see how that stacks up against the notorious BHS (Bronstein
Handicapping System
) It’s quite simple, you add a
team’s individual world rankings together and get the BHS index.  So,
James Willstrop (2), Lee Beachill (5) and Peter Nicol (8) gives us
a BHS index of 15. Egypt,  with Shabana (7),
Darwish(12) and Wael Hindi (19) gives a BHS of 38.   Next
comes France  with  Lincou (1), Gaultier (11) and Renan
Lavigne (33) for a BHS of  45.  Fourth
comes Australia: Ricketts (3), Boswell (20) and Kneipp (24), BHS 47.  Canada
comes in fifth: Power (6), Ryding ( 13) and Razik  (29) for a
BHS of 48.

 So the WSF seeding agrees with the BHS.   However,
in a three man team, you only need two players to win, so let us apply
the  BHS to the top two men in each country. Result?              

                                    England          7
                                    France             12
                                    Egypt               19
                                    Canada          19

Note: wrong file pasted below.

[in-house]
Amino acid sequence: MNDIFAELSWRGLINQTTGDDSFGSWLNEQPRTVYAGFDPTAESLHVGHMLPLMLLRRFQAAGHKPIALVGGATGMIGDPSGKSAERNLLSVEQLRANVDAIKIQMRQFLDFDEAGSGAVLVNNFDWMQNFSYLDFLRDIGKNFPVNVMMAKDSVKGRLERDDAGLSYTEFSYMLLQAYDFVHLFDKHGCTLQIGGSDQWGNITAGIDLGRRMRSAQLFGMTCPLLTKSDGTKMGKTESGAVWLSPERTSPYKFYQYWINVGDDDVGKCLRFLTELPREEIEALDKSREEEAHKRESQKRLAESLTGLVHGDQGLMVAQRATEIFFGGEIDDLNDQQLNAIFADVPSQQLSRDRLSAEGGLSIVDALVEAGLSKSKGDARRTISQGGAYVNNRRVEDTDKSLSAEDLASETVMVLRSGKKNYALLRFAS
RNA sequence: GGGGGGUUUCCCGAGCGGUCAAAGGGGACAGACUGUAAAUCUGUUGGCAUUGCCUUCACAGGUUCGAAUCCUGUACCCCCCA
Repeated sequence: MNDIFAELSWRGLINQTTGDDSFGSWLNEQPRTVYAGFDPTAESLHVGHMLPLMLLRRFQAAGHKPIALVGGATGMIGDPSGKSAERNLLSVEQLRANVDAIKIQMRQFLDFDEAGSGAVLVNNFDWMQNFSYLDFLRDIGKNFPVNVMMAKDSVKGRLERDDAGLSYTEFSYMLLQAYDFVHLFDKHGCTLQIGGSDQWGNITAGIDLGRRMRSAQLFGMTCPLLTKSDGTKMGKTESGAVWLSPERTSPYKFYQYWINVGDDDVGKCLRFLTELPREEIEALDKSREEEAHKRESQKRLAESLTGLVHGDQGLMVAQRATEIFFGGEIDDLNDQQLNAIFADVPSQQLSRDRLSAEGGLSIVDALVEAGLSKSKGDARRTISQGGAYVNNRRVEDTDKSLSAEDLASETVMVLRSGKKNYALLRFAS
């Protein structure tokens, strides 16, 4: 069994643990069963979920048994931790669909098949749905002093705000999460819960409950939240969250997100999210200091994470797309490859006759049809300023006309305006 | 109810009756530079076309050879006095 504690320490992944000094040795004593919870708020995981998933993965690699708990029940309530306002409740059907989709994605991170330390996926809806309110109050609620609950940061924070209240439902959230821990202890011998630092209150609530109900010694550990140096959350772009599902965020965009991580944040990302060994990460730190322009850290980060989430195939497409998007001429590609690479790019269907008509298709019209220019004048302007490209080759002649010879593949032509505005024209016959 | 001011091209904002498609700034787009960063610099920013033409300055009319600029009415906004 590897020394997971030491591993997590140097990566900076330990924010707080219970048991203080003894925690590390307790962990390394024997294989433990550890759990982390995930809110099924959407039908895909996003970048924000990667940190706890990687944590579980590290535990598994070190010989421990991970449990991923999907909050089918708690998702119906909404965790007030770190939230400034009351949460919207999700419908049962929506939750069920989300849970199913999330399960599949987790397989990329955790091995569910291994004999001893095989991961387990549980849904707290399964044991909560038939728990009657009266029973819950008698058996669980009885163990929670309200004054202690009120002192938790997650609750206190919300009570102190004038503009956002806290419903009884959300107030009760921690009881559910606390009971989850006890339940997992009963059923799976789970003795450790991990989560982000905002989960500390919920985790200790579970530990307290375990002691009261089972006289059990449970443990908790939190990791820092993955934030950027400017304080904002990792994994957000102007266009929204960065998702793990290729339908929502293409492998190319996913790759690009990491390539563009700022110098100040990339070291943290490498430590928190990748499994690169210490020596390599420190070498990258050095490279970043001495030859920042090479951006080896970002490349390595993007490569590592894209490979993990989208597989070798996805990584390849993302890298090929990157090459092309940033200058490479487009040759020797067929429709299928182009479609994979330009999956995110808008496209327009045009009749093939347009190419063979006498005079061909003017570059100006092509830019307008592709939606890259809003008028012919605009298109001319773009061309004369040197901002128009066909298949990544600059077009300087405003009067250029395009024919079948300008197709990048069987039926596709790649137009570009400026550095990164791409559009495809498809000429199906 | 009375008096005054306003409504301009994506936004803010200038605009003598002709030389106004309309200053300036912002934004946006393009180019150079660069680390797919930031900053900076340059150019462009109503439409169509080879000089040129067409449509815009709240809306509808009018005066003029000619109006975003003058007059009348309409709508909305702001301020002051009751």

Australia         23

So France jumps to second and Canada jumps over Australia to tie with
Egypt.

AUSTRALIA WITHOUT PALMER
David
Palmer will miss all the excitement in Islamabad.  Which
might be a good thing considering some of the disgraceful comments
he made when he blew his top at the start of this year in the world
doubles held in Pakistan.  His behaviour brought a WSF ban which
means that he is unable to play for Australia, a situation that has
cost them any chance of winning the title they won two years ago. A
team of Palmer, Ricketts and Boswell would be capable of beating anybody.
The final would almost certainly be   Willstrop vs Palmer,
Ricketts vs Beachill  and  Nicol vs Boswell.

I think Nicol would have won at number three, but the results at first
and second strings? I would never bet on it.

But that is all conjecture; without Palmer, Australia
would do very well to make the final